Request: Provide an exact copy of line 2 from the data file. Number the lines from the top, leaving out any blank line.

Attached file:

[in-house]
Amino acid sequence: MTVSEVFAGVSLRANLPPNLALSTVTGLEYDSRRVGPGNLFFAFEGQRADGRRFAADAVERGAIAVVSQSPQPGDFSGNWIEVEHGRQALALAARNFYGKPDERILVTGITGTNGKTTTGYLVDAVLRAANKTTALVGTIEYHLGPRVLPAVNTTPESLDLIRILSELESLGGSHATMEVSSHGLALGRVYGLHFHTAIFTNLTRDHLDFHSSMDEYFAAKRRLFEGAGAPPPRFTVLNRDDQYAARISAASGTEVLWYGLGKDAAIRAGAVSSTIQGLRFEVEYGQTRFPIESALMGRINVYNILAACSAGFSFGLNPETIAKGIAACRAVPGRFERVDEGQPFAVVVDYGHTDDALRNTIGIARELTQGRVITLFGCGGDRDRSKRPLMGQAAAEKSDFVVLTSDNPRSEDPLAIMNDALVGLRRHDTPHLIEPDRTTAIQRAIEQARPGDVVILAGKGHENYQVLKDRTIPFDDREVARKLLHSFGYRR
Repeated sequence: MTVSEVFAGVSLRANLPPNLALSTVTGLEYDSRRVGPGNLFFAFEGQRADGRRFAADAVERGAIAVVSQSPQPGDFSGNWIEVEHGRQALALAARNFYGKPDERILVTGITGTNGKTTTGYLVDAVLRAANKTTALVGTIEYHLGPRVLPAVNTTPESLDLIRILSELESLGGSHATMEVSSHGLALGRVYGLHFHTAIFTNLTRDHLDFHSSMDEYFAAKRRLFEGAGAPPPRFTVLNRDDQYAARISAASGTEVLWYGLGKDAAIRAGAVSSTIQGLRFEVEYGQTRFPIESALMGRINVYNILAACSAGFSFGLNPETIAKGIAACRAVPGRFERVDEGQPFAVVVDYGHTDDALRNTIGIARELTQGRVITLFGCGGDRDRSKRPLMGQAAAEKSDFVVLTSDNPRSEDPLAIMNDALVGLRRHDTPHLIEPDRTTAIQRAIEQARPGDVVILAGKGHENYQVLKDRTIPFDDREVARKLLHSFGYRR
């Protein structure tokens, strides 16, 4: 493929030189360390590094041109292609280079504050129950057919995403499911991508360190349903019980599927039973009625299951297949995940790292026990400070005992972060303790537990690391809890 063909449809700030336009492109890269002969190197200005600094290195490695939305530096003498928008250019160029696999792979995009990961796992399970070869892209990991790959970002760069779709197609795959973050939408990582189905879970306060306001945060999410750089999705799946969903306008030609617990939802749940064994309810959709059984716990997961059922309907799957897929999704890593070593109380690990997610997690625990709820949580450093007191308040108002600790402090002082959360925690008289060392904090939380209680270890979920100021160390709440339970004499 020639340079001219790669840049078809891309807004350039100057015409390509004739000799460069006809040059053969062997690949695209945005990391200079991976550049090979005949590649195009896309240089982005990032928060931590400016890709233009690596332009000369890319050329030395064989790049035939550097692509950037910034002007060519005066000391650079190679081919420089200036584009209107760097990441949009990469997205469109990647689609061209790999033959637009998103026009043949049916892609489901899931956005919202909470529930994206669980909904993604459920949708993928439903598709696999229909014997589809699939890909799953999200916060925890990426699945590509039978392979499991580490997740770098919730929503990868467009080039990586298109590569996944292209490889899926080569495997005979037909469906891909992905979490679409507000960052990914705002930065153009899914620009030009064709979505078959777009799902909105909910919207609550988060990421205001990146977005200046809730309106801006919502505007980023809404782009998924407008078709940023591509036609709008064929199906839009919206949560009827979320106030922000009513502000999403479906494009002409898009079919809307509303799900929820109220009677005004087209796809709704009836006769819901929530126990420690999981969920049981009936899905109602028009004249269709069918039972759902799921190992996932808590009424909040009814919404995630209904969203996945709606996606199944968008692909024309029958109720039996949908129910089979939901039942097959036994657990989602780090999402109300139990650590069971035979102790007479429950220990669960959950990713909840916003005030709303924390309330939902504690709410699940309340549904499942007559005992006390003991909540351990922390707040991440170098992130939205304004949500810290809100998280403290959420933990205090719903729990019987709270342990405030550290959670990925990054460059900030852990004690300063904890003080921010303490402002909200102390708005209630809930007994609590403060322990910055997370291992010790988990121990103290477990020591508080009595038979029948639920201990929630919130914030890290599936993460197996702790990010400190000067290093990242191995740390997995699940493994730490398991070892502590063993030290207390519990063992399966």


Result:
Amino acid sequence: MTVSEVFAGVSLRANLPPNLALSTVTGLEYDSRRVGPGNLFFAFEGQRADGRRFAADAVERGAIAVVSQSPQPGDFSGNWIEVEHGRQALALAARNFYGKPDERILVTGITGTNGKTTTGYLVDAVLRAANKTTALVGTIEYHLGPRVLPAVNTTPESLDLIRILSELESLGGSHATMEVSSHGLALGRVYGLHFHTAIFTNLTRDHLDFHSSMDEYFAAKRRLFEGAGAPPPRFTVLNRDDQYAARISAASGTEVLWYGLGKDAAIRAGAVSSTIQGLRFEVEYGQTRFPIESALMGRINVYNILAACSAGFSFGLNPETIAKGIAACRAVPGRFERVDEGQPFAVVVDYGHTDDALRNTIGIARELTQGRVITLFGCGGDRDRSKRPLMGQAAAEKSDFVVLTSDNPRSEDPLAIMNDALVGLRRHDTPHLIEPDRTTAIQRAIEQARPGDVVILAGKGHENYQVLKDRTIPFDDREVARKLLHSFGYRR